I heard the company First Sergeant tell one of my friends that manual labor builds character. Our First SGT is a vigilant man. He always shows up at random times just in case someone is not building character fast enough. So it looks like barring a merciful mortar attack that destroys the latrine, I will be there every morning. Really I am not even sure that that would do it, we would probably mop the rubble.


So whenever you start to brag about your son overseas fighting the evils of terrorism, or think that this romantic adventure in uniform is going to my head, please remember that I start every day with a healthy dose of humility that no air freshener can spray away.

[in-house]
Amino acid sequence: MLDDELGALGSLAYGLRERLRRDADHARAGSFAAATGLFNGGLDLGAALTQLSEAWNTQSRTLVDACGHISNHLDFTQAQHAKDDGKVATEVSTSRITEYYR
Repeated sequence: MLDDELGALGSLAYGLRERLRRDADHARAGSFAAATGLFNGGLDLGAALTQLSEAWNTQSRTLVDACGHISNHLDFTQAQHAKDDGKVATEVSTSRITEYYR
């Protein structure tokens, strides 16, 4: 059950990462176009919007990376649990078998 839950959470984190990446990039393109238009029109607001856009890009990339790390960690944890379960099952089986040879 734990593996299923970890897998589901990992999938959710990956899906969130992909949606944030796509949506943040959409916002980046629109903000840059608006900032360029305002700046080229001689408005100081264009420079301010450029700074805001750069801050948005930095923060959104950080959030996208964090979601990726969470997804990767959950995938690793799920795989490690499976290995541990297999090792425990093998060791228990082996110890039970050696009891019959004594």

© 2013 Calwarr



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I find this very well-written and entertaining. For what it might be worth, this is the first bit of writing of its type that I've read, and did so because I saw that it was light-hearted. Similarly, I wouldn't indulge in anything about Vietnam until years later when the rawness had waned. I imagine the conditions you experienced were horrible, and making light of it is the best way to go. As for the filthy habits of young men, I'm quite familiar with that, having spent 20 years in the Navy. Not only are they pigs, but they're destructive, too, and I've seen brand new facilities torn to hell in no time by them. One small error here--"They only etiquette...."

Posted 4 Years Ago



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Added on June 19, 2011
Last Updated on September 21, 2013
Tags: Army, Iraq, Soldier, Funny, Satire, Journal, Letters, US army, Baghdad

Author

Calwarr
Calwarr

Clarksville, TN



About
Greetings and salutations, it's your friendly neighborhood Calwarr here. I am a professional soldier, father and snappy dresser. I have always had the writing bug and lately have decided to spend more.. more..